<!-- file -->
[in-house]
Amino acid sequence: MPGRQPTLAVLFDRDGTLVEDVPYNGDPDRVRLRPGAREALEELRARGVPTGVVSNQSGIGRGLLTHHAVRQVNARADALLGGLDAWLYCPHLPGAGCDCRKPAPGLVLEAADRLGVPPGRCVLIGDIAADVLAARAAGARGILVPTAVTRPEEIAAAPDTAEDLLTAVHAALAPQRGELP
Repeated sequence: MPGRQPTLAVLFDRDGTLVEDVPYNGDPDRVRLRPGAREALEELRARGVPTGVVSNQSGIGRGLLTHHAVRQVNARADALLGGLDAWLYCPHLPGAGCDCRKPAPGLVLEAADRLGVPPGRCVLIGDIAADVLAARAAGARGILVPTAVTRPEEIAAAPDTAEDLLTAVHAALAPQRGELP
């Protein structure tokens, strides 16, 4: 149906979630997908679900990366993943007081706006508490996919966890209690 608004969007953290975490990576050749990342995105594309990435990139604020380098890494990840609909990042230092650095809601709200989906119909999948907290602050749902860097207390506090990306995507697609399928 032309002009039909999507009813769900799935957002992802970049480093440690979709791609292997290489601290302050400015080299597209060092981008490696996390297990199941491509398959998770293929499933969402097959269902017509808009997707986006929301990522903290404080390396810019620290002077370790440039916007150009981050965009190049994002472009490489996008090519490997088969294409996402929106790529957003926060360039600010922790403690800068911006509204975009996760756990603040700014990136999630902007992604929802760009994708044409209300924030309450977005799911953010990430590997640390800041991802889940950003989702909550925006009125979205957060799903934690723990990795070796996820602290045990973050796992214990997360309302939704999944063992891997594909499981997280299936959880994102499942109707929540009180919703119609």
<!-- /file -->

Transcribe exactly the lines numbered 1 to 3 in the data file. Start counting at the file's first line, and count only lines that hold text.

[in-house]
Amino acid sequence: MPGRQPTLAVLFDRDGTLVEDVPYNGDPDRVRLRPGAREALEELRARGVPTGVVSNQSGIGRGLLTHHAVRQVNARADALLGGLDAWLYCPHLPGAGCDCRKPAPGLVLEAADRLGVPPGRCVLIGDIAADVLAARAAGARGILVPTAVTRPEEIAAAPDTAEDLLTAVHAALAPQRGELP
Repeated sequence: MPGRQPTLAVLFDRDGTLVEDVPYNGDPDRVRLRPGAREALEELRARGVPTGVVSNQSGIGRGLLTHHAVRQVNARADALLGGLDAWLYCPHLPGAGCDCRKPAPGLVLEAADRLGVPPGRCVLIGDIAADVLAARAAGARGILVPTAVTRPEEIAAAPDTAEDLLTAVHAALAPQRGELP